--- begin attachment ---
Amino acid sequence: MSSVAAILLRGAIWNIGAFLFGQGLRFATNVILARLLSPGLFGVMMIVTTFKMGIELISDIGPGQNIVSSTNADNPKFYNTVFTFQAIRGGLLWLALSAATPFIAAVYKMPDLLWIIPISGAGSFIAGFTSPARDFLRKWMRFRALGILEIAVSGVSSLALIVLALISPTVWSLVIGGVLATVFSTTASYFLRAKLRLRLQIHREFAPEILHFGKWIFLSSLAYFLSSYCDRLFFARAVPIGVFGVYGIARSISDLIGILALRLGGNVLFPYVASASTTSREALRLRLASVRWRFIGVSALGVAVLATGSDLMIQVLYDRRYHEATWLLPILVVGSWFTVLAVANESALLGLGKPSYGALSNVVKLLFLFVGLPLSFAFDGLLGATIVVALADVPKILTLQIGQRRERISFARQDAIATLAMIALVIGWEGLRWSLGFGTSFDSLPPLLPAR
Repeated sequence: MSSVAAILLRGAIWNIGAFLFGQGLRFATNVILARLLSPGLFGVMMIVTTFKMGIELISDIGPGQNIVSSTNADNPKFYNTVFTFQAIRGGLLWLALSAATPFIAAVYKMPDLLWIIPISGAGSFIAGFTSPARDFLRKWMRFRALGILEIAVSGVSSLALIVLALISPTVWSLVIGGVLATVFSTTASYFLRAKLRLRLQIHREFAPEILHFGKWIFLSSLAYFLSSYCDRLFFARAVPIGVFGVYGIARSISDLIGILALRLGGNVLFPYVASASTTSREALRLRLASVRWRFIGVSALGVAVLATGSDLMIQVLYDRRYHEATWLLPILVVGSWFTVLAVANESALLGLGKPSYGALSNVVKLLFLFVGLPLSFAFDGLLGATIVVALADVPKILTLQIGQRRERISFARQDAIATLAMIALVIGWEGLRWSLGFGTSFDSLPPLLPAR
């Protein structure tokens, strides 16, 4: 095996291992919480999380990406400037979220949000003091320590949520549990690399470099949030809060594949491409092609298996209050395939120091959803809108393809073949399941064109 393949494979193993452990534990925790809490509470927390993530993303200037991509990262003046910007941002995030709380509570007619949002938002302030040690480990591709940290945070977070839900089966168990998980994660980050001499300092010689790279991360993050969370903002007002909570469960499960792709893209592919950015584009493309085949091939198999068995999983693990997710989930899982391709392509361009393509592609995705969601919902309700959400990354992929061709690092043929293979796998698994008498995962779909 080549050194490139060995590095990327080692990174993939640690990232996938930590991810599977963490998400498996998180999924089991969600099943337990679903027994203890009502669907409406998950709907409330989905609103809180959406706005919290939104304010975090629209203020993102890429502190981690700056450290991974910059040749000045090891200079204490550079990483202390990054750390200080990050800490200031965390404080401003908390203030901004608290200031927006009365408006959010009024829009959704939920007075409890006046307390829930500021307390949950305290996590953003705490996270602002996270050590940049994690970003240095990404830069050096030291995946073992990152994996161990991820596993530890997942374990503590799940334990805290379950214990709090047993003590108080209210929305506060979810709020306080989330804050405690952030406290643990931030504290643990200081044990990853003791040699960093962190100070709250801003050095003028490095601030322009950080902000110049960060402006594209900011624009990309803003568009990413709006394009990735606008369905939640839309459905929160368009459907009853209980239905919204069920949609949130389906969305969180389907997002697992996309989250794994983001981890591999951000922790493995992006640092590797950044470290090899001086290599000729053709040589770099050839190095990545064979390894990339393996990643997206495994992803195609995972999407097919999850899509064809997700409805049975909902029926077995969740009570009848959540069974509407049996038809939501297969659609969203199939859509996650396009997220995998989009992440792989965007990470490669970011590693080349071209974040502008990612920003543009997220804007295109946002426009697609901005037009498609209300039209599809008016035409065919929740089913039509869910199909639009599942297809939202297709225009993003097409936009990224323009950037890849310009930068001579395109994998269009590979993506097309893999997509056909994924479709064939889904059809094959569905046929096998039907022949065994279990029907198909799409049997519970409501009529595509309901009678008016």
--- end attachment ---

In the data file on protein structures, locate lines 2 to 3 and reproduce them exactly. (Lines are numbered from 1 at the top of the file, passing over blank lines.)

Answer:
Repeated sequence: MSSVAAILLRGAIWNIGAFLFGQGLRFATNVILARLLSPGLFGVMMIVTTFKMGIELISDIGPGQNIVSSTNADNPKFYNTVFTFQAIRGGLLWLALSAATPFIAAVYKMPDLLWIIPISGAGSFIAGFTSPARDFLRKWMRFRALGILEIAVSGVSSLALIVLALISPTVWSLVIGGVLATVFSTTASYFLRAKLRLRLQIHREFAPEILHFGKWIFLSSLAYFLSSYCDRLFFARAVPIGVFGVYGIARSISDLIGILALRLGGNVLFPYVASASTTSREALRLRLASVRWRFIGVSALGVAVLATGSDLMIQVLYDRRYHEATWLLPILVVGSWFTVLAVANESALLGLGKPSYGALSNVVKLLFLFVGLPLSFAFDGLLGATIVVALADVPKILTLQIGQRRERISFARQDAIATLAMIALVIGWEGLRWSLGFGTSFDSLPPLLPAR
């Protein structure tokens, strides 16, 4: 095996291992919480999380990406400037979220949000003091320590949520549990690399470099949030809060594949491409092609298996209050395939120091959803809108393809073949399941064109 393949494979193993452990534990925790809490509470927390993530993303200037991509990262003046910007941002995030709380509570007619949002938002302030040690480990591709940290945070977070839900089966168990998980994660980050001499300092010689790279991360993050969370903002007002909570469960499960792709893209592919950015584009493309085949091939198999068995999983693990997710989930899982391709392509361009393509592609995705969601919902309700959400990354992929061709690092043929293979796998698994008498995962779909 080549050194490139060995590095990327080692990174993939640690990232996938930590991810599977963490998400498996998180999924089991969600099943337990679903027994203890009502669907409406998950709907409330989905609103809180959406706005919290939104304010975090629209203020993102890429502190981690700056450290991974910059040749000045090891200079204490550079990483202390990054750390200080990050800490200031965390404080401003908390203030901004608290200031927006009365408006959010009024829009959704939920007075409890006046307390829930500021307390949950305290996590953003705490996270602002996270050590940049994690970003240095990404830069050096030291995946073992990152994996161990991820596993530890997942374990503590799940334990805290379950214990709090047993003590108080209210929305506060979810709020306080989330804050405690952030406290643990931030504290643990200081044990990853003791040699960093962190100070709250801003050095003028490095601030322009950080902000110049960060402006594209900011624009990309803003568009990413709006394009990735606008369905939640839309459905929160368009459907009853209980239905919204069920949609949130389906969305969180389907997002697992996309989250794994983001981890591999951000922790493995992006640092590797950044470290090899001086290599000729053709040589770099050839190095990545064979390894990339393996990643997206495994992803195609995972999407097919999850899509064809997700409805049975909902029926077995969740009570009848959540069974509407049996038809939501297969659609969203199939859509996650396009997220995998989009992440792989965007990470490669970011590693080349071209974040502008990612920003543009997220804007295109946002426009697609901005037009498609209300039209599809008016035409065919929740089913039509869910199909639009599942297809939202297709225009993003097409936009990224323009950037890849310009930068001579395109994998269009590979993506097309893999997509056909994924479709064939889904059809094959569905046929096998039907022949065994279990029907198909799409049997519970409501009529595509309901009678008016």